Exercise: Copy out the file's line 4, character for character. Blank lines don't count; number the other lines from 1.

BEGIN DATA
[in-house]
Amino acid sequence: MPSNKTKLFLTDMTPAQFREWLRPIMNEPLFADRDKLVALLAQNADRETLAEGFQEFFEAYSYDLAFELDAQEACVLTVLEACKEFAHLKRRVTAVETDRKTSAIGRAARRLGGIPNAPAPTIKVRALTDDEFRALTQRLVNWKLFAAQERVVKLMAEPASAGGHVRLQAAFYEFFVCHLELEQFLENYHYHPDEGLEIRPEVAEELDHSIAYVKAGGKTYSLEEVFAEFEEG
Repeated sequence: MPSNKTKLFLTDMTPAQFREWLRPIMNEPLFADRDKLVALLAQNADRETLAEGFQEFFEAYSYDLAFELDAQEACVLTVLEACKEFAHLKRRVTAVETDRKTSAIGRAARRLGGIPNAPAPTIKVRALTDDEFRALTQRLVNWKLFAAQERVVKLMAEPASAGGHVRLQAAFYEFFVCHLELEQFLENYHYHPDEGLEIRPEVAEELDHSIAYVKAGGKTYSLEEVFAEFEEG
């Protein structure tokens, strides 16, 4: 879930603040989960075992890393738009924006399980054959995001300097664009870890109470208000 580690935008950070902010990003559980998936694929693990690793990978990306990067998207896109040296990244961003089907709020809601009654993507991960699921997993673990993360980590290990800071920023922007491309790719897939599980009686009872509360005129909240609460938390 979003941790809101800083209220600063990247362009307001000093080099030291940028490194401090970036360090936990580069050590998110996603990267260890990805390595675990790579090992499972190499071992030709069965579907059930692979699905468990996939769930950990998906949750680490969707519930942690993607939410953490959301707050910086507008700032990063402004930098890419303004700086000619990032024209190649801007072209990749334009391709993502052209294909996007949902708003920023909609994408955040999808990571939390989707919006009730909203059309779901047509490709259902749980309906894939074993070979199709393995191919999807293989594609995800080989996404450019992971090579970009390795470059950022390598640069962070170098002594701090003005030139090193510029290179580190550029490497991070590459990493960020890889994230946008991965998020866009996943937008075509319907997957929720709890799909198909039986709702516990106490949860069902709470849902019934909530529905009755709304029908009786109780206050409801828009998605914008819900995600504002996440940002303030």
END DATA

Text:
């Protein structure tokens, strides 16, 4: 879930603040989960075992890393738009924006399980054959995001300097664009870890109470208000 580690935008950070902010990003559980998936694929693990690793990978990306990067998207896109040296990244961003089907709020809601009654993507991960699921997993673990993360980590290990800071920023922007491309790719897939599980009686009872509360005129909240609460938390 979003941790809101800083209220600063990247362009307001000093080099030291940028490194401090970036360090936990580069050590998110996603990267260890990805390595675990790579090992499972190499071992030709069965579907059930692979699905468990996939769930950990998906949750680490969707519930942690993607939410953490959301707050910086507008700032990063402004930098890419303004700086000619990032024209190649801007072209990749334009391709993502052209294909996007949902708003920023909609994408955040999808990571939390989707919006009730909203059309779901047509490709259902749980309906894939074993070979199709393995191919999807293989594609995800080989996404450019992971090579970009390795470059950022390598640069962070170098002594701090003005030139090193510029290179580190550029490497991070590459990493960020890889994230946008991965998020866009996943937008075509319907997957929720709890799909198909039986709702516990106490949860069902709470849902019934909530529905009755709304029908009786109780206050409801828009998605914008819900995600504002996440940002303030």